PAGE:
I didn’t see the point in life anymore. Some days I felt empty and numb and other days I felt tremendous pain, overwhelming anxiety, hurt and sadness. I couldn’t do it anymore. I couldn’t continue to live this way, and feel this way every single day. I saw no light, had no hope, and just wanted the pain to stop. I knew how I wanted to go, by the only light that made sense to me… a bright beautiful light given off by a ray of hope! A train.. a quick and seemingly painless ending and the end to all of my problems, or so I thought.
I stood there in the middle of the train tracks in the dead of night staring longingly at that light as it came closer and closer towards me. I actually felt at peace for once in my life. I didn’t have any worries or pain, there was somehow peace for once. My mind was clear, the chatter was actually quiet and I felt a small glimmer of hope. It was getting so close, not much longer now. Then a hand grabbed mine and pulled me off the tracks right before it reached me by a complete and perfect stranger I had met earlier that night.
When we are stuck in a deep state of depression and hopelessness with our lives run by fear, it sounds odd – but we are actually incredibly selfish! Had I taken my life that day, that would’ve been the end. No goodbyes, no explanation, no do-overs, no nothing. The end.
I wasn’t thinking about the locomotive engineer whose life would forever be changed by the trauma of killing me and witnessing that. I wasn’t thinking about the kind stranger. I wasn’t thinking about my dog or bearded dragon, the friend I was with that night, or even the people I knew that I wasn’t really close to that would still be impacted by that decision to end my life. I wasn’t thinking about my friends or my family and what kind of impact that would have on them; they didn’t know anything really about what I was going through, and what I had shared with only a few people only made me feel more alone, invalidated and depressed. It felt like no one got it, no one understood, and no one even cared. Some people would dismiss what I did share, minimize it, find reasons to blame me, or would just turn it around and talk about how they had it worse, or that it wasn’t that bad and I needed to just let it go and get over it.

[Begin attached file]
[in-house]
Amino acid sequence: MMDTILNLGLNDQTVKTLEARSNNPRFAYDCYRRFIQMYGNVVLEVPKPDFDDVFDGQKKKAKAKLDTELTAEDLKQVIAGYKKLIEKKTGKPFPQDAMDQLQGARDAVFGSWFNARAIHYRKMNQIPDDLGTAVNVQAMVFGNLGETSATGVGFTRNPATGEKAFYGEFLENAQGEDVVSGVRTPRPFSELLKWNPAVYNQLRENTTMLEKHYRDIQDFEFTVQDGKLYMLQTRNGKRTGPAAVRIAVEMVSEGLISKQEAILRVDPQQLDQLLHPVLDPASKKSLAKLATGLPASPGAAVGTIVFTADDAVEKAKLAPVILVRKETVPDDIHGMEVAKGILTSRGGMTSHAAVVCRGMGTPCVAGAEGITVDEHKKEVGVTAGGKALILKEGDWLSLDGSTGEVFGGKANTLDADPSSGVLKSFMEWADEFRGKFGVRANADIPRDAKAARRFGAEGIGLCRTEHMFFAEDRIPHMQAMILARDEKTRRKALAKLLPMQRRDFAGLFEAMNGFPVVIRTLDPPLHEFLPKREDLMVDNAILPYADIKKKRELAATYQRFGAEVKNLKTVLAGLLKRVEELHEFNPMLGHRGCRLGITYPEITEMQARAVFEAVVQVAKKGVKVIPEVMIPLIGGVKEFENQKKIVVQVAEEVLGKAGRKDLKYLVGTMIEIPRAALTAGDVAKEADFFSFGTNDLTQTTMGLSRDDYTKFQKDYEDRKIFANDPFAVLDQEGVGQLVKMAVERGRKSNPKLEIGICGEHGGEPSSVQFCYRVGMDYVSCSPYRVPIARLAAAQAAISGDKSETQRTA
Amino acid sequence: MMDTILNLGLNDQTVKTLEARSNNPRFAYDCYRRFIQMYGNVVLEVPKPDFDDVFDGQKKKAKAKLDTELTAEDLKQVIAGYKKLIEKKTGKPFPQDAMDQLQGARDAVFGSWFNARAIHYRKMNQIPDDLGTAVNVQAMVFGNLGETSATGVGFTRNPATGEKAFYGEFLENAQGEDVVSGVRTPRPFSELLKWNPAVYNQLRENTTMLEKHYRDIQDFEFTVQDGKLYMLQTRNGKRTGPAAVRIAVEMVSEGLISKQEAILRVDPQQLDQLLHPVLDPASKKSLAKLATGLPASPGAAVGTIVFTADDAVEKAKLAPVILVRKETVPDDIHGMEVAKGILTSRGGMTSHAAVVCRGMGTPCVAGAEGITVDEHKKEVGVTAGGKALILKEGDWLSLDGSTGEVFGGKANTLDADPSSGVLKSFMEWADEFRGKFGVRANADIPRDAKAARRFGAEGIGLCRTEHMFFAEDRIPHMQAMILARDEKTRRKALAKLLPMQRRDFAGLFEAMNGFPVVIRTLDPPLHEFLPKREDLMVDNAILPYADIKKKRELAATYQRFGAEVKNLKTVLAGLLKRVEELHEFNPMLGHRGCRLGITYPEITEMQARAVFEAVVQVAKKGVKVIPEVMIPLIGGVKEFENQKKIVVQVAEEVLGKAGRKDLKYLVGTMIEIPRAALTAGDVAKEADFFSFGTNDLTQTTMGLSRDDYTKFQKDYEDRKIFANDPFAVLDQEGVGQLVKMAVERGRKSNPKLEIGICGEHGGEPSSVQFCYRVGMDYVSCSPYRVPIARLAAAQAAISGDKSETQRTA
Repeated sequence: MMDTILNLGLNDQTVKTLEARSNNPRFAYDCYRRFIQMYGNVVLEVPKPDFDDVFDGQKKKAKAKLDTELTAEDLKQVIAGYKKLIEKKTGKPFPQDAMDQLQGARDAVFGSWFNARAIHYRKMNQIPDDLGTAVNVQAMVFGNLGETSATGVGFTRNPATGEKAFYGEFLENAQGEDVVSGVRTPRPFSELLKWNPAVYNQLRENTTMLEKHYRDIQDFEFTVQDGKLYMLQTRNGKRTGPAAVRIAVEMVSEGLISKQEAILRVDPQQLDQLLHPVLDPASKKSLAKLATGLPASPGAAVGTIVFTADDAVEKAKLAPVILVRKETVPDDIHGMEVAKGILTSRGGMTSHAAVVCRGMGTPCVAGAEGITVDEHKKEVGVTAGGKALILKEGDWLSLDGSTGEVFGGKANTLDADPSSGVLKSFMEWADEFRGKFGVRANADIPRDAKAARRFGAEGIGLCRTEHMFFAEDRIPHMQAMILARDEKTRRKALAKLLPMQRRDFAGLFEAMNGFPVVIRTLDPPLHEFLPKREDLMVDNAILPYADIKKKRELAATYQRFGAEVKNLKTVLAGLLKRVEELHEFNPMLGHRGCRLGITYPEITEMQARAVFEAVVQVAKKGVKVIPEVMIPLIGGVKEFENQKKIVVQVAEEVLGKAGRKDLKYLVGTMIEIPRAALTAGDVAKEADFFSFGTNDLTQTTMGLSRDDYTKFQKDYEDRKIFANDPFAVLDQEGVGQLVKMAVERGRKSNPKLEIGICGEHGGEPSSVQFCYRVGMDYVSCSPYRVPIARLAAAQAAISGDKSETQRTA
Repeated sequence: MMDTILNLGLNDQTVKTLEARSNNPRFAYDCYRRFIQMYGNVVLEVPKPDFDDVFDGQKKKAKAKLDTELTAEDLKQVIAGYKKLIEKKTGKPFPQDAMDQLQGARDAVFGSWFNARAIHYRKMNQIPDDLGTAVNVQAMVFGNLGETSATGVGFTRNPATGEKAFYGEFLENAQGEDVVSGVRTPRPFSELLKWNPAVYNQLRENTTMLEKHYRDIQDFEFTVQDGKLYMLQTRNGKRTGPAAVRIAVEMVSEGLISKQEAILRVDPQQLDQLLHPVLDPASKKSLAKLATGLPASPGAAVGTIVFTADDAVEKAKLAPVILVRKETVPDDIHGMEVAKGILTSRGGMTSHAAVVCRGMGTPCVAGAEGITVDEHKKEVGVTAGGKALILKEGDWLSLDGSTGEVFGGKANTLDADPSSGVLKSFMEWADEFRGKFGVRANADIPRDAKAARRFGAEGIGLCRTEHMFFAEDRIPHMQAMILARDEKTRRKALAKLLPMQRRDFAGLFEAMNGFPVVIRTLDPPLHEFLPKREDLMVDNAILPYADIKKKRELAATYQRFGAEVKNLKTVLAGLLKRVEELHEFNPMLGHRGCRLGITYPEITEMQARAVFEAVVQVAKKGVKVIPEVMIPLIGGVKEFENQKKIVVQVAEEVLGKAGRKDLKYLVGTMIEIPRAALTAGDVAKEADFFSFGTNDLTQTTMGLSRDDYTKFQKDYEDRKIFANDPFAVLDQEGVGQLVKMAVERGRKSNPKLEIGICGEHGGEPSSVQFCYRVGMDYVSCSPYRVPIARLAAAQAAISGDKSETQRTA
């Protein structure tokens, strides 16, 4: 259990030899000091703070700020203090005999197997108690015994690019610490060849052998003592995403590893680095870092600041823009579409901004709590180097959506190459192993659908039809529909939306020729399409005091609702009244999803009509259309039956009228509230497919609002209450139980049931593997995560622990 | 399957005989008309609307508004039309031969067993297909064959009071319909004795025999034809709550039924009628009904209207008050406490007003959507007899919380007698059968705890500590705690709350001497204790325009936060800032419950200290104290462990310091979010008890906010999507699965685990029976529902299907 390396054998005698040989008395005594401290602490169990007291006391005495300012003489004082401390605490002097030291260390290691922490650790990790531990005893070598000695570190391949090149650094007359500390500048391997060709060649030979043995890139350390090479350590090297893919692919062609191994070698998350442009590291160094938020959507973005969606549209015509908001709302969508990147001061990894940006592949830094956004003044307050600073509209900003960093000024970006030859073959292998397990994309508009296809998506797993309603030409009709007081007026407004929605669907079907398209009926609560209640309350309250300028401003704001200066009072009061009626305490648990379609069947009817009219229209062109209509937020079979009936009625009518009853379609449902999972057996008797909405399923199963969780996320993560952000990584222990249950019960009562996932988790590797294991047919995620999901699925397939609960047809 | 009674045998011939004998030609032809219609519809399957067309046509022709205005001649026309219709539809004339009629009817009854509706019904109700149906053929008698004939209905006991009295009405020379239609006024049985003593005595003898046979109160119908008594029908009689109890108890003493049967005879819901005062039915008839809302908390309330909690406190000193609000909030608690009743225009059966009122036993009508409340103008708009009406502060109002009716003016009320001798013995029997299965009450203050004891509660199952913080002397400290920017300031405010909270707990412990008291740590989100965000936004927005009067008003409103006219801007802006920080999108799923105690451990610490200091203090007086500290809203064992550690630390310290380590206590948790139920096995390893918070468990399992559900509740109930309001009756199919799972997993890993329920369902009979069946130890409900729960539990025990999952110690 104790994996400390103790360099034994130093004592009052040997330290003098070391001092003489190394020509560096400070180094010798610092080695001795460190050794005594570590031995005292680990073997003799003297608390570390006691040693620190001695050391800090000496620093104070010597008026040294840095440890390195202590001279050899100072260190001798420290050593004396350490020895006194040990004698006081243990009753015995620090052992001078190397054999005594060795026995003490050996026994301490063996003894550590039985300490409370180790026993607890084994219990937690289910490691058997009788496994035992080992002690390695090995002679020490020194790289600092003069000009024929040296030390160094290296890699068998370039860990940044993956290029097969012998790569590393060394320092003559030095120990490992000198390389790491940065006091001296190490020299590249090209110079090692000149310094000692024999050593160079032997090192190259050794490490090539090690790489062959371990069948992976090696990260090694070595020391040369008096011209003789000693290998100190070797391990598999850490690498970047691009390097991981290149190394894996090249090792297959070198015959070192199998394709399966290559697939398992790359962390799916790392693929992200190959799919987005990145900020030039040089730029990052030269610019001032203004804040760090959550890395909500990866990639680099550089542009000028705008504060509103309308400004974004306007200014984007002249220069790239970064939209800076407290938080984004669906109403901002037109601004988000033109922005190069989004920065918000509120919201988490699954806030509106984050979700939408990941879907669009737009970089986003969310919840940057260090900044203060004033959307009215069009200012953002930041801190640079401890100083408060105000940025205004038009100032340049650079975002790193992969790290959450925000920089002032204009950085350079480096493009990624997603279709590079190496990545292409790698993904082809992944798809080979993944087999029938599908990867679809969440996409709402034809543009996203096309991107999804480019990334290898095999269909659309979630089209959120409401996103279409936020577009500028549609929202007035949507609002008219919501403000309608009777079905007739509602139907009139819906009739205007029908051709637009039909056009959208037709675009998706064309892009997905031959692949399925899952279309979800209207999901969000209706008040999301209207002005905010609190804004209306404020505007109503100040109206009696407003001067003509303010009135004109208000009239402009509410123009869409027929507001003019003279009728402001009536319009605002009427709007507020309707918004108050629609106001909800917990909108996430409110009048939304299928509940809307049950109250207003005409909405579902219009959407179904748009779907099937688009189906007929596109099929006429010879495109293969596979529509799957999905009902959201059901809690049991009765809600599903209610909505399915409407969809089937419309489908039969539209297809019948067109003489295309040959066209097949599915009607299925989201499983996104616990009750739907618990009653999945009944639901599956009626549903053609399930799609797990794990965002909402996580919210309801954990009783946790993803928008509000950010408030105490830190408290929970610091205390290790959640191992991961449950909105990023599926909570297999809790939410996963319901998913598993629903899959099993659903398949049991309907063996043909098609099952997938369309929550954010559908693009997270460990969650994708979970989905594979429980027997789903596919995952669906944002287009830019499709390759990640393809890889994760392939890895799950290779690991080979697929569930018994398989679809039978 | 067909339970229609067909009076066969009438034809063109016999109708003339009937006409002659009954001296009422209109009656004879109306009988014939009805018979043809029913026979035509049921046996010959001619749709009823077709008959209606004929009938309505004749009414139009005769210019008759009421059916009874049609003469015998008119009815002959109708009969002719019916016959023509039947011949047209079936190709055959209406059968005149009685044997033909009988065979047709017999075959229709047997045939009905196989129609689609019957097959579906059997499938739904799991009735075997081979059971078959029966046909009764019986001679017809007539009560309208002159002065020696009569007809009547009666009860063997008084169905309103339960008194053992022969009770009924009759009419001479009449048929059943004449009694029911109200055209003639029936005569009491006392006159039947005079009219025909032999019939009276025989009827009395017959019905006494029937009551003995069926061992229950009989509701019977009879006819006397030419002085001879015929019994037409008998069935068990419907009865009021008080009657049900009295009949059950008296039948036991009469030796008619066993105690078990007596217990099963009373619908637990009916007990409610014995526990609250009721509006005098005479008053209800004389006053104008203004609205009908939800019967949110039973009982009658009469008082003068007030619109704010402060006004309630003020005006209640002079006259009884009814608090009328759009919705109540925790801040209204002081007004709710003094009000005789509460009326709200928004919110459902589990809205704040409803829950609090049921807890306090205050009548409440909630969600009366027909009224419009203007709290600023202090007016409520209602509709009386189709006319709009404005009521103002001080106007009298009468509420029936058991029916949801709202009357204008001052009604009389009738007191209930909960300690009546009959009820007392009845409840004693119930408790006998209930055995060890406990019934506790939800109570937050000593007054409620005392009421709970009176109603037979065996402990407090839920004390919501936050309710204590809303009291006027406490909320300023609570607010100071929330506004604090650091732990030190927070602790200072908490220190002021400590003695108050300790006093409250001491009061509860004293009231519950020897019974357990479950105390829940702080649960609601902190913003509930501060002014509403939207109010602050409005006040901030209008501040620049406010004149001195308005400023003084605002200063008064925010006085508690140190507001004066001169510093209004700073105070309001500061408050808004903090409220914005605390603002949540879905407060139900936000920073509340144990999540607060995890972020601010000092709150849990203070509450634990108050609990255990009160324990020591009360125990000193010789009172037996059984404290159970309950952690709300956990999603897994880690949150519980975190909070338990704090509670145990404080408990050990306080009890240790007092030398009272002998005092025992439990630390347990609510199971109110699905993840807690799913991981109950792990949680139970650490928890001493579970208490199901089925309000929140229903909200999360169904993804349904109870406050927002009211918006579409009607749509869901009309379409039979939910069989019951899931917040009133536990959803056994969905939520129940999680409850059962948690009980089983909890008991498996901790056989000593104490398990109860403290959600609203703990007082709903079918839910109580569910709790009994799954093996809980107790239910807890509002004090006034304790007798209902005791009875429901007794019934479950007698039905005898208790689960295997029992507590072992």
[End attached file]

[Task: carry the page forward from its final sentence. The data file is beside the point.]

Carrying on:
They all seemed too busy with their own lives either way and didn’t seem to care let alone just be there for me. And so we’re clear, anyone can be there for someone simply by sharing space and even just silence with them, authentically listening, holding their hand or giving them a long and loving hug (ask first), validating their experience and feelings, or even just by asking how you can help or what they need, etc. Advice in this state often isn’t needed or wanted and will quite possibly just fall on flat ears. For me, I really just needed to speak, to let it out and talk about it, to be hear, seen, cared for, and that the pain I was feeling was valid and mattered. That it wasn’t my fault and nothing I could’ve or should’ve done differently then would’ve changed the outcome by much, if any.
I had often thought, maybe they’d be better off not having to deal with me, that I was a burden. These were all simply thoughts based on my perception – my perception that I was unworthy, alone, unloved, that no one cared about me, that my feelings weren’t valid and didn’t matter and therefore that I didn’t matter, but it goes way deeper than that.
Our perceptions about life and ourselves begin forming when we are only infants. We don’t understand words yet, but we pick up on feelings and emotions, touches, noises, tone of voice, presence or absence of others, and energy for instance. We literally get a sense of the world and how it works and this continues as we get older. Yelling and screaming, abuse, neglect, being dismissed, not being held and loved, not feeling safe – it all shapes how we view the world and ourselves later on in life. It may show up as anxiety as an adult and feeling unsafe. It could present as a deep distrust in men or women or even in relationships if you are subconsciously taught that they only bring pain or abandonment, so you subconsciously push love away to protect yourself. It may show up as a deep sadness and depression when your needs as a child for love, attention and affection aren’t met. Or, you may feel unworthy of these things at your very core and develop self hatred rather than self love and go through life seeking approval, validation, love and happiness outside rather than within. I did all of these things and it actually did get me somewhere – to check in to a mental institution.
I had just suffered a horrendous heartbreak and breakup after living with the abusive fuck for a year. I was lost, alone, broken, hurting, confused, and had hit the deepest state of depression I have ever known, which was badddd. I had to get out of that town so I jumped on a great career opportunity that presented itself as my shining ray of hope to get out of the state, leave it all behind and start over. I ended up running away from everyone and had no one for support. I truly was alone. I knew I seriously needed professional help at this point so I started with group therapy once a week but after various symptoms of a much larger issue started running my life and affecting my ability to work, I was fired and then realized I needed a lot more help and fast.